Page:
The Common Weal think tank in Scotland is, in my opinion, the most progressive organisation working on economy ic transformation in the UK right now. That it's Scottish should make little difference to its appeal: much of what it has to say is universal.
This morning it has published a new report on the need for a resilient economy.
The introduction to the report, which explains the demand for resilience, says this:
Resilience means that we create a society in which people can live good lives – and in which they can continue to live good lives even as things change and crises hit us. To achieve it we must create a resilient society where inequality is low, democracy and participation are high, public infrastructure and services are top quality and readily accessible and community cohesion and public trust are strong. We need a resilient economy, one which creates the good jobs that give people the income to live good lives now, which has the security to make us confident we can live good lives in the future, which useful, diverse, non-exploitative and which does not contain high levels of risk or which falls over in a crisis. And this must all be based on a resilient environment which is always able to regenerate itself after human activity and can therefore sustain our lives now and in the future.
And their explanation of the background to the current crisis is well worth reading:
The world has been dominated by free-market economics for 40 years – but that model has been failing and during the virus crisis it failed very substantially indeed. The same factors which resulted in the financial crisis have also been driving the environmental crises and the virus has shown just how vulnerable our economic system is.
Free market economics is about wealth extraction where powerful economic players can take more and more out of domestic economies. It has created a debt economy and pushed households to get into deeper and deeper debt so they can keep spending. It has created a large industry based on speculation and asset prices which has made those with assets wealthier and wealthier at the expense of those who don’t – this is known as ‘rentier capitalism’. The financial sector (the heart of the wealth extraction industry) went from being an industry that supports the rest of the economy to being the industry the rest of the economy is forced to support. It has stretched its supply chains to global length to pit nations and workers against each other to compete for low wages and low regulation. It has casualised employment and made it more and more insecure, again to extract more wealth by paying workers less.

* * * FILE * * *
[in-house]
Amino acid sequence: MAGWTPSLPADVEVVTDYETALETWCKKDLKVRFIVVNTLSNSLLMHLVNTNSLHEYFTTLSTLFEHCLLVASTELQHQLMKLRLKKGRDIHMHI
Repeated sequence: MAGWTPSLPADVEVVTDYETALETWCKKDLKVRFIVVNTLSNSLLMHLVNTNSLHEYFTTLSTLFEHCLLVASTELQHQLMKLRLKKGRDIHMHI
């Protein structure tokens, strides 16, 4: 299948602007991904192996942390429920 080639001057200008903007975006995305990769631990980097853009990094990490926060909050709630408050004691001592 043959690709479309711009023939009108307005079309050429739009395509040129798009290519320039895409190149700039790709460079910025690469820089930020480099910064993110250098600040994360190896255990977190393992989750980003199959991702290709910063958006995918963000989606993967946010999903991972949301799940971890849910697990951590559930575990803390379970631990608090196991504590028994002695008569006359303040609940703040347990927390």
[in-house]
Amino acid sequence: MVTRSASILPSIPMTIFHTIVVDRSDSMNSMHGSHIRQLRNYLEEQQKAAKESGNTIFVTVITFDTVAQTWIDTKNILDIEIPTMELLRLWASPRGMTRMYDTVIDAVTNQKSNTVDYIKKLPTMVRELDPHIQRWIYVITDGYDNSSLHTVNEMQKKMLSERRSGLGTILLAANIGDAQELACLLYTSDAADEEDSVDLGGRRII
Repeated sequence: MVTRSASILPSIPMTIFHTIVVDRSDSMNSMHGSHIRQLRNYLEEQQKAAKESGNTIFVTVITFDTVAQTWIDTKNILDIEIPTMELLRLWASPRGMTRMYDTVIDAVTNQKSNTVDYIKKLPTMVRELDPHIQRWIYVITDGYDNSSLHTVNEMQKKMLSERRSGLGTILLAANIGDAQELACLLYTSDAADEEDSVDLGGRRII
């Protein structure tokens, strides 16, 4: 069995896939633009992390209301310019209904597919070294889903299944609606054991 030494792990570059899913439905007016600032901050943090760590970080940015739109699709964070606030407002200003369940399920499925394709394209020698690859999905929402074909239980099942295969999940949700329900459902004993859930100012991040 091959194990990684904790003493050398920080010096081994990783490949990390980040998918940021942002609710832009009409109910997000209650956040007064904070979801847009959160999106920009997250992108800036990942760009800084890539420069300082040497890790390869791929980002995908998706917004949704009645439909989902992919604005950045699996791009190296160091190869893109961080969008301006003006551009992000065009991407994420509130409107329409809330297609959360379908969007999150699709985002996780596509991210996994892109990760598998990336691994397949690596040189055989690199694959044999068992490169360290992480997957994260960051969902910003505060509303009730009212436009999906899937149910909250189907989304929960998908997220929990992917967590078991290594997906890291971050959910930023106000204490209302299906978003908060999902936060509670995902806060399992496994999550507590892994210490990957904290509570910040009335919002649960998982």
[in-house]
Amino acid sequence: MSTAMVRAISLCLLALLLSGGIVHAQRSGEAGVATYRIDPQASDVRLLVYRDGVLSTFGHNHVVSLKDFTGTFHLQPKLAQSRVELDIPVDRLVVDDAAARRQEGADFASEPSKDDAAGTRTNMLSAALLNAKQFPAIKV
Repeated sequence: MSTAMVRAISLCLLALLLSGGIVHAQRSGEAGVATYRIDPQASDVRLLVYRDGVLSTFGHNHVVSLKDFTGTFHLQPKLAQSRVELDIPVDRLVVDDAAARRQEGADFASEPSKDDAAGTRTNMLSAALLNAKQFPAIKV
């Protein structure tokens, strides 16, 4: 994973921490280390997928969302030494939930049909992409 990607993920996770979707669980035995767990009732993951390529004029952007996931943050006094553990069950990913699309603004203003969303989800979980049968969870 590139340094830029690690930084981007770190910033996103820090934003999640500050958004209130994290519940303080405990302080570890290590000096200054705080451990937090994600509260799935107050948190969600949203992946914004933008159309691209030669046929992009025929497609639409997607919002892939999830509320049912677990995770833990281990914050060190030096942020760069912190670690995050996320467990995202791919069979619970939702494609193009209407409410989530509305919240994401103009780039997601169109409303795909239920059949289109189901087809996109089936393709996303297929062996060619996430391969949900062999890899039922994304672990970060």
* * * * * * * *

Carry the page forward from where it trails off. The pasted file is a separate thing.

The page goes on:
It has taken out the profits from its production and distribution process but it has left the public purse to pick up all the costs, like paying for poverty and fighting climate change. It has build a complex tax avoidance system to extract more wealth, this time from the public purse and has pushed for more and more privatisation of things that used to be owned collectively. And it has continually reduced democratic control over the economy by removing economic legal power from nation states through coercive trade deals. But of course it has never really abided by its own doctrines – not only has economic protectionism continued (mainly at the expense of the global south) it has demanded continual subsidy during the good times but demanded massive bailouts when things go wrong.
It has resulted in increasing economic and geographic inequality, has brutalised workers in developing nations and caused the environmental crises that now threaten life on earth. But it is the Covid crisis that has really exposed its weaknesses. It is not the lack of economic demand which is causing most business failures but rather the debt liability they have been driven into because of the debt economy. The long supply chains are breaking down because they were designed not to maximise wellbeing but to maximise wealth extraction. And it is the casualisation of the workforce which has left so many people so economically vulnerable and therefore relying on state aid to survive.
Many senior economists and central bankers have been warning about the dangers of the fragility in the system since the last financial crisis. Everyone at least seems to accept that there must be major change to avert a climate crisis – and now we can see just how lacking in resilience our economy really is. So there must be change.
In the interests of full disclosure, I should note that I have advised Common Weal in the past, but had no involvement in this report.